|| Editor's Intro
|| Story behind
| BIRSTALL - BRIARMAINS
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and book extract
Woodiss achieved notoriety in the 1920s, when a Yorkshire baronet, Sir Coningsby Coningsby-Clarke, sued for divorce on the grounds of his wife’s adultery with his gamekeeper. To his horror, Woodiss became a national figure. He was vilified in the press:
a gamekeeper, a servant, a common man, who had dared seduce a lady.
Woodiss – Lady C’s Lover - became the prototype for the most infamous English gamekeeper of all.
Woodiss deeply resented the way he had been portrayed: by his account, it was Lady Edith, who had artistic pretensions, who had ordered him to pose naked in the woods, sketched him, then shamelessly exploited her social position to seduce him.
THE LADY was Edith Coningsby-Clarke. She was in her late twenties, a year or two younger than her husband, slightly older than her lover. She had been born into one of the richest families in England. Her mother was the daughter of a mill-owner, sometime Liberal MP and reputedly, one of the most enlightened men in politics.
Before her marriage, Edith had studied at the Slade School of Fine Art, and was a contemporary of Paul Nash and Stanley Spencer. She produced a vast amount of work of varying quality. Her best efforts are drawings of Woodiss.
THE HUSBAND. In the spring of nineteen eighteen, Edith married Coningsby Coningsby-Clarke, son of the fifteenth baronet. At the outbreak of war, unlike most of his contemporaries, he did not rush to volunteer, and it was nineteen seventeen before he joined up. Soon afterwards he became engaged to Edith. When he was ordered to France they hastily married.
|By his own admission, Con found the prospect of life in the trenches unnerving. On joining his battalion, however, he was relieved to find a familiar face, a man he had known all his life. This was Henry Woodiss, the son of his father’s gardener, and now, in a reversal of status, Con’s company commander.|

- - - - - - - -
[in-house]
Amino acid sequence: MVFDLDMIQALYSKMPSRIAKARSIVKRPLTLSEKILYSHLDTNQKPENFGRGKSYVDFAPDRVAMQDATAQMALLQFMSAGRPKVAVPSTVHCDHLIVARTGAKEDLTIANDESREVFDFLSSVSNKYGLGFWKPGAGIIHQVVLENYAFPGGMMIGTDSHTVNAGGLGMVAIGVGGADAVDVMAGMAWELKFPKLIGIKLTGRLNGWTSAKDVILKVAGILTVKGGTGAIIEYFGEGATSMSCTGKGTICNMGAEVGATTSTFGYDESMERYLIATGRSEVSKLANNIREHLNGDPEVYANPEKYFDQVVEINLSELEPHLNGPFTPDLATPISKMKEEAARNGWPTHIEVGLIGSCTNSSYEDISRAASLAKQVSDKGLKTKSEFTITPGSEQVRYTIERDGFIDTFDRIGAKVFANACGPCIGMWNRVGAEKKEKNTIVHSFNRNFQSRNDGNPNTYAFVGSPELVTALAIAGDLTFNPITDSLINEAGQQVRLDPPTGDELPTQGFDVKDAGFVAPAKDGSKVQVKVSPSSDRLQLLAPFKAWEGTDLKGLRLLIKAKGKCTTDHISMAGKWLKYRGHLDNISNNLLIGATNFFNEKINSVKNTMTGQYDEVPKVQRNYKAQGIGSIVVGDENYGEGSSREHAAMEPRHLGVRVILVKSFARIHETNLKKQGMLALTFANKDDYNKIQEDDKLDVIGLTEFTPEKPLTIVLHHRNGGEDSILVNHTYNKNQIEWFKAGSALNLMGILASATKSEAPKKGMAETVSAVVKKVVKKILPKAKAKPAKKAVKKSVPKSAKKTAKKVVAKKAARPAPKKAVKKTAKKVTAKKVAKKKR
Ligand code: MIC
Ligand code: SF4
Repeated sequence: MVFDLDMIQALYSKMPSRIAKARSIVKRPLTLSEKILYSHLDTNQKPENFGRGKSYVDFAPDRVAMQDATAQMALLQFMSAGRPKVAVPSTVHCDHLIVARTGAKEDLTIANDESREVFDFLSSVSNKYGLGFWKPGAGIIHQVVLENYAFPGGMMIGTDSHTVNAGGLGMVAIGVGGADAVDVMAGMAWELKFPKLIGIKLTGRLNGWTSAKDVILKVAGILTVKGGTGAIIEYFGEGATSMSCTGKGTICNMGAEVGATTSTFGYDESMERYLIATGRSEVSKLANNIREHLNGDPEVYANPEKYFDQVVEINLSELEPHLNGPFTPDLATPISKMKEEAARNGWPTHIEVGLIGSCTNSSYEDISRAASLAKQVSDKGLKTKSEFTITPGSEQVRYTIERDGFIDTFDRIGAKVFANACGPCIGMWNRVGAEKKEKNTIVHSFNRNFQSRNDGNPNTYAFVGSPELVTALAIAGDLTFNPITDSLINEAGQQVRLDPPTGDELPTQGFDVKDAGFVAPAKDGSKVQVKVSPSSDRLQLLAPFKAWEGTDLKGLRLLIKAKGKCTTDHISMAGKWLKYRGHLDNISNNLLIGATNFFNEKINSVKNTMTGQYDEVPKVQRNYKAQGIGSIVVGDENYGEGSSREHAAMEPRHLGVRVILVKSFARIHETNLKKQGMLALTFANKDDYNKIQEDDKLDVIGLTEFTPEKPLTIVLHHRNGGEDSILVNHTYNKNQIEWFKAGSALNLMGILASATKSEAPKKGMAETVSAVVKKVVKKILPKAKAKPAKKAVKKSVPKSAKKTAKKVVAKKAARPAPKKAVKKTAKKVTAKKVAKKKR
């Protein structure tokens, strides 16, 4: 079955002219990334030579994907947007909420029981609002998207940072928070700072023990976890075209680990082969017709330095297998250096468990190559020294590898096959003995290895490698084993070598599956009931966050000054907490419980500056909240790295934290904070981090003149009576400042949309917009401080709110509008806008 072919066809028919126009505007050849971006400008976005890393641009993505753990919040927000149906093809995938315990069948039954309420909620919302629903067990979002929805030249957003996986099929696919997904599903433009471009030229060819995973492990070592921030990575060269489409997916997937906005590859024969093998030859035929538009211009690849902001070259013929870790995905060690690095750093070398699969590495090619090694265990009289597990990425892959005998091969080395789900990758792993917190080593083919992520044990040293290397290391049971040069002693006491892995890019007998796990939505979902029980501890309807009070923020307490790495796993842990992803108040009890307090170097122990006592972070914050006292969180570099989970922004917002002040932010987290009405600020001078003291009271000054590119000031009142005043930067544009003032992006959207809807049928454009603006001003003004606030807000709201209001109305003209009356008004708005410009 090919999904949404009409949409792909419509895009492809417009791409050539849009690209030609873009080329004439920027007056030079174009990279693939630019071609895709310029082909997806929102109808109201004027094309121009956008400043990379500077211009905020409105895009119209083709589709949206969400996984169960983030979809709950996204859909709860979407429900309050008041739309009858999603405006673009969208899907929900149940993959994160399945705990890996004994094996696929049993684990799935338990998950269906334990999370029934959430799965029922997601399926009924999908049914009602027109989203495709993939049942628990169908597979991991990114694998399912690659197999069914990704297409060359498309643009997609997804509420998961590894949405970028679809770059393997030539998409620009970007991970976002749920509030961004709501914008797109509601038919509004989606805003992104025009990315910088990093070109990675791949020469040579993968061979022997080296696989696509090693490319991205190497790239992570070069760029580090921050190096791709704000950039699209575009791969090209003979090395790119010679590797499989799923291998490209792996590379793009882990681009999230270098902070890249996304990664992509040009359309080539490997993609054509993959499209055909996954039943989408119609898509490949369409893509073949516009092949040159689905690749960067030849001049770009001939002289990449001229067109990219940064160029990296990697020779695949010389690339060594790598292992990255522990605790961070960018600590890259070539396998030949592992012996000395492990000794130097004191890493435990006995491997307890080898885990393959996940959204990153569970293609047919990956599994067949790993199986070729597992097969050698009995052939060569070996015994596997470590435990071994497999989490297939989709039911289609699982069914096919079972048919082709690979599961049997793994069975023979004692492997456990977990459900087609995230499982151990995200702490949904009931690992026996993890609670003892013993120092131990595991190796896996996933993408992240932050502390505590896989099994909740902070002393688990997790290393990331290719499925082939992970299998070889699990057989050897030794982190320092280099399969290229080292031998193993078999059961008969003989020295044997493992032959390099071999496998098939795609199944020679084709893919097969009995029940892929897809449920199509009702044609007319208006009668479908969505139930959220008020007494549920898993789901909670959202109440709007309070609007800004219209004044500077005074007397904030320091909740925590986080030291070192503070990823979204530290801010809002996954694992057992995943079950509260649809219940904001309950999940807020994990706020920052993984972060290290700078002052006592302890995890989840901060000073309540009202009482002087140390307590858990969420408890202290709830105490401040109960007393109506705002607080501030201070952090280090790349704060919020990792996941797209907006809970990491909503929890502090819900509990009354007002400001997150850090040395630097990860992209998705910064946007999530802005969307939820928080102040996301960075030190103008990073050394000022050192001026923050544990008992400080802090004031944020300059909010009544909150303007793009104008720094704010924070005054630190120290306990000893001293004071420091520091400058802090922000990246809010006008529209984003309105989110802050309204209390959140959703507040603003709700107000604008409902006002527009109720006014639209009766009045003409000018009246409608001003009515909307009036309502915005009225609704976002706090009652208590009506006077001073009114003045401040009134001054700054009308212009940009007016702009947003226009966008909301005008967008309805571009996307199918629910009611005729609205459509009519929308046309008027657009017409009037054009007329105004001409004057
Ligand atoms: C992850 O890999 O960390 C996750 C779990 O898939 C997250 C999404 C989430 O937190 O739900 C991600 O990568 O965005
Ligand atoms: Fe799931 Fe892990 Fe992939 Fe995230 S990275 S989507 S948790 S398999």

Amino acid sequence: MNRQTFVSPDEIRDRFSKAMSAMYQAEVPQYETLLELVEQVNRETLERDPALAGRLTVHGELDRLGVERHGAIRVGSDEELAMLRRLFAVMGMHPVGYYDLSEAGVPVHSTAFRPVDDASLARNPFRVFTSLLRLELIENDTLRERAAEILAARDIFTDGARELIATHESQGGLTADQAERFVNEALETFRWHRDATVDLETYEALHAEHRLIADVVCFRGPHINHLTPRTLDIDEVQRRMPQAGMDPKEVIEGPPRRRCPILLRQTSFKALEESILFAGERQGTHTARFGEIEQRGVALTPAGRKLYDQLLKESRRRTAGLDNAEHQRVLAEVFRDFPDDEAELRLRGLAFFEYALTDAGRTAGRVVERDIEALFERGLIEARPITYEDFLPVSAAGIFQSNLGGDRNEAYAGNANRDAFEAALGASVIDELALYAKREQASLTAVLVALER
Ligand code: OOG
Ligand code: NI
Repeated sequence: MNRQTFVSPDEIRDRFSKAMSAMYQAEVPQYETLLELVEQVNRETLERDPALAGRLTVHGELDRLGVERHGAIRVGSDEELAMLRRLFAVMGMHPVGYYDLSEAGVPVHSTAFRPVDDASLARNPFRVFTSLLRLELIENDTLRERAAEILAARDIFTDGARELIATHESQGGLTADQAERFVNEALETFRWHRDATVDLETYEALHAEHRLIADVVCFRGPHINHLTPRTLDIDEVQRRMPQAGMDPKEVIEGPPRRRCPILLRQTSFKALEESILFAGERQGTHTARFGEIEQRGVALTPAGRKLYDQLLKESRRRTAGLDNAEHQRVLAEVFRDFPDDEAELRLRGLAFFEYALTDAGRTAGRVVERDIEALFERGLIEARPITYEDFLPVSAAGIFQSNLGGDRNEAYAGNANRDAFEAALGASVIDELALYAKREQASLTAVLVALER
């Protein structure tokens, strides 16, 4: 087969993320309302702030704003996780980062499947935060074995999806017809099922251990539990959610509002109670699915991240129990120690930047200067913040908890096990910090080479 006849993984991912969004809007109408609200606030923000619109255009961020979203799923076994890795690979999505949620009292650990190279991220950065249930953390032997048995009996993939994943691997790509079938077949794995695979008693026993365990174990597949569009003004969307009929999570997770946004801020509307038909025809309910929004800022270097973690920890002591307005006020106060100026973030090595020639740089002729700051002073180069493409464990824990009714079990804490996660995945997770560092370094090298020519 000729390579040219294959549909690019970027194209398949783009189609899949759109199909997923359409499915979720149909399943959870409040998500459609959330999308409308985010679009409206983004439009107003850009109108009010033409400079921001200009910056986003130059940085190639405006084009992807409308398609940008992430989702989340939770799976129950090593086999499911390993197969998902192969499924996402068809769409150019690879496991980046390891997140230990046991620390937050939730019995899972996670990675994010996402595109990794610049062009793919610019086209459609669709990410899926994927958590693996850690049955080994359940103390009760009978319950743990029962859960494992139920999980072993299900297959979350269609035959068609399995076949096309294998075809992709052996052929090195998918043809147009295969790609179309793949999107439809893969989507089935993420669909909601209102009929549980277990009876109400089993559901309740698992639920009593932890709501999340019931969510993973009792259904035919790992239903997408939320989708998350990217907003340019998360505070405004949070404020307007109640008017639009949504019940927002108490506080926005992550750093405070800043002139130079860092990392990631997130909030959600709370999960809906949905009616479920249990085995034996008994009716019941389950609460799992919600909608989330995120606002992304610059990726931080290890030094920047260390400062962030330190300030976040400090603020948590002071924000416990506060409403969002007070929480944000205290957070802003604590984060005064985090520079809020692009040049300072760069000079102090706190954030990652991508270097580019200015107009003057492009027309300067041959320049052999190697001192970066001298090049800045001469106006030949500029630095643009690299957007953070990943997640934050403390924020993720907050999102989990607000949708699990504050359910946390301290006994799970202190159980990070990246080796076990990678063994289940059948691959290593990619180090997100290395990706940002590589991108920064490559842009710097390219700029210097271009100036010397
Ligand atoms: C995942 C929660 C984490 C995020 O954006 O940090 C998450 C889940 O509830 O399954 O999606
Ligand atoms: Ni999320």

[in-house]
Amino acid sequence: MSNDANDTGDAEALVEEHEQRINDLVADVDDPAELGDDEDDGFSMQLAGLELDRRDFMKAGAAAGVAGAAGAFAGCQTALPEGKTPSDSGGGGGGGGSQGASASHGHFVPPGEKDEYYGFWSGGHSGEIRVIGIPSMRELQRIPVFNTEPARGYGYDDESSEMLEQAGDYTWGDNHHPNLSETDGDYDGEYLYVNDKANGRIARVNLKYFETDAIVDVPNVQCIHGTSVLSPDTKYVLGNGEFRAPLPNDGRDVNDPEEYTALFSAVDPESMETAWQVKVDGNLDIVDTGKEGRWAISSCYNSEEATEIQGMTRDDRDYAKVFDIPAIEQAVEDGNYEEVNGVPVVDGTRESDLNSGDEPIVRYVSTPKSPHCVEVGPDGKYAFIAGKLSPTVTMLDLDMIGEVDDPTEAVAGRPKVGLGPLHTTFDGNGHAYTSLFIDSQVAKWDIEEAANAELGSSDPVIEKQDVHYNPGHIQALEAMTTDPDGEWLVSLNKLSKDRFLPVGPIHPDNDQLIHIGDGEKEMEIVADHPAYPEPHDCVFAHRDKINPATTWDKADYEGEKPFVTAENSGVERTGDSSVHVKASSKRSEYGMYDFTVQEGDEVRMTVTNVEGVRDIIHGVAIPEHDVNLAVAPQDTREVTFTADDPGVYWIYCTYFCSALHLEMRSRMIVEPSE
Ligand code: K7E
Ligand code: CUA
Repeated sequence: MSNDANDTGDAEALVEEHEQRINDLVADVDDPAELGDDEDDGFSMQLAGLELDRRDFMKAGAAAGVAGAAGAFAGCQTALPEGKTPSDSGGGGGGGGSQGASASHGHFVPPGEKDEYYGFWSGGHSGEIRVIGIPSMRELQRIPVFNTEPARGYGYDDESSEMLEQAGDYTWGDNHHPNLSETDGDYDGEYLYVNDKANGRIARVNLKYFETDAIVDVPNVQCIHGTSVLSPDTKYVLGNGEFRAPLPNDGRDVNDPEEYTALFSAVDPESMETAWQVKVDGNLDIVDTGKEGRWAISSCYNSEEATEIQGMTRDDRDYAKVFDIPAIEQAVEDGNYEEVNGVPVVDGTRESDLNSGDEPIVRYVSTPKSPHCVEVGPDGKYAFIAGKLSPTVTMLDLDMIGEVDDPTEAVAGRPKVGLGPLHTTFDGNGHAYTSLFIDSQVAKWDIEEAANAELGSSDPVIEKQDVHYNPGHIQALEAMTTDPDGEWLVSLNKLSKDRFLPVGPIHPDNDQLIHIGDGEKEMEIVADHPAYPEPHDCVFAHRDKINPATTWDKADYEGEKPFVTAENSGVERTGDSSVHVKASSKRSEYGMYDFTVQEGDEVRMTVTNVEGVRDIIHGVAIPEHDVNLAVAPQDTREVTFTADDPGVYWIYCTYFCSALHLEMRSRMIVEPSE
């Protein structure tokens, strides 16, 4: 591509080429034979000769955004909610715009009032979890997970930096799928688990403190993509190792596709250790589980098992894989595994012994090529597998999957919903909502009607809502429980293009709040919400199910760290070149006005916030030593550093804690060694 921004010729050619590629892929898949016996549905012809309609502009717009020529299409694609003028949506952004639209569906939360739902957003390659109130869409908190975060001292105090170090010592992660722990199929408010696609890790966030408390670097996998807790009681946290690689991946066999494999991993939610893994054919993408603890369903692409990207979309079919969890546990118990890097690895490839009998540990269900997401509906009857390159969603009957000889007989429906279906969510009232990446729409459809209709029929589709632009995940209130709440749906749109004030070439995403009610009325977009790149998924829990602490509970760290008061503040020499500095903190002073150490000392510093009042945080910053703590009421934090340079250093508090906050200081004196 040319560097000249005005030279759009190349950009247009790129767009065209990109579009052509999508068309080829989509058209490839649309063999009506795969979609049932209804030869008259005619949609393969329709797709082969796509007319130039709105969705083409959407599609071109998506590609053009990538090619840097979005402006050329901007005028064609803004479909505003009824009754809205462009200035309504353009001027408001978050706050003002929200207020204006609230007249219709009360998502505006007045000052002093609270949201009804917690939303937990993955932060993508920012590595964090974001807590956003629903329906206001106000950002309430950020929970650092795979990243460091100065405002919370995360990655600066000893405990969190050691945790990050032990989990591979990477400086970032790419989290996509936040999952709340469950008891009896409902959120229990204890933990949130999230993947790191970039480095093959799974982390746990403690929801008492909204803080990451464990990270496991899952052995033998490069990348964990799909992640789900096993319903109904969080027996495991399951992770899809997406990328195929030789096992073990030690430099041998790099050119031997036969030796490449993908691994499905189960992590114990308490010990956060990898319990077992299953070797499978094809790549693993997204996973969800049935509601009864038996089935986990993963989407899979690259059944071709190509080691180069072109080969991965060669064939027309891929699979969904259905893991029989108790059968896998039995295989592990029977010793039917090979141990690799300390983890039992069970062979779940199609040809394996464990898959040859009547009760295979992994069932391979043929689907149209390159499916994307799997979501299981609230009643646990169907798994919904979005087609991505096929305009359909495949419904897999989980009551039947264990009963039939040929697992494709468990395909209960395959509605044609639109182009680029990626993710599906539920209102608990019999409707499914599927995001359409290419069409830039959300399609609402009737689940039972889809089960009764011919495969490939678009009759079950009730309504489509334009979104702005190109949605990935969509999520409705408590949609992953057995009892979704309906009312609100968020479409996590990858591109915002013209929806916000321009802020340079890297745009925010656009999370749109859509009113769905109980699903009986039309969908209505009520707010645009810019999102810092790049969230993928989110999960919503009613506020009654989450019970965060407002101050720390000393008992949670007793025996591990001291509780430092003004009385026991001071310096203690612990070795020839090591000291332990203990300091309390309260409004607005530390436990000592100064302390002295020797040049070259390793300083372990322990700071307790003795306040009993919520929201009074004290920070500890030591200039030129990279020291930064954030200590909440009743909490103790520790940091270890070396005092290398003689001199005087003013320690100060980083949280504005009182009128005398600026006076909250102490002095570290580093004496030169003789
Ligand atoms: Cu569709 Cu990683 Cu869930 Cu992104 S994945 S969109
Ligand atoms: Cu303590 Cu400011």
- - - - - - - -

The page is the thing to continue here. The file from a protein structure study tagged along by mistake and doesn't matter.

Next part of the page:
|Military service. At the outbreak of war, Woodiss, lying about his age, immediately enlisted in a local infantry regiment. Before he was twenty-one he had been badly wounded twice and each time returned to duty; he had been decorated for distinguished conduct and ordered to take a commission.|
Despite the traumatic start, a close and loving relationship had developed, and after she and Con divorced, Edith married Woodiss. She enjoyed the support of her family, but on condition that Woodiss was kept out of sight. Edith’s passion for Woodiss did not diminish, and they enjoyed a contented life together until she died at a tragically early age. During this time, Woodiss also forged a close relationship with Edith’s brother, George. Their friendship endured until George died, many years later.
AND WOODISS GETS AWAY WITH IT
Woodiss chose to he present his account of this period in his life as comic fiction. His mockery spared nobody, least of all himself, whom he depicted as a hapless buffoon in the middle of the farce. In reality, Woodiss, according to those who remember him, was an astute man, with wide interests; a prominent member of his community, and greatly respected for his outstanding war record.
What he did with his manuscript is not known. Until recently it was in the possession of an old man whose father was one of Woodiss’s drinking companions. It may be that Woodiss realized that he had revealed intimate information about several women - one of whom had become a national figure – and to protect them, chose not to publish. It was perhaps a relief to make this decision, for despite his oft-expressed determination to ‘put the record straight’ about the events at Coningsby, he was very reluctant to reveal himself in print.
After the events described in his book, Woodiss remained in Briarmains. He lived there, contented and comfortable, for more than twenty years, but his last days must have been lonely. He was in poor health. Miriam and George had died, and he lived alone in Hollows House, with only his dogs for company.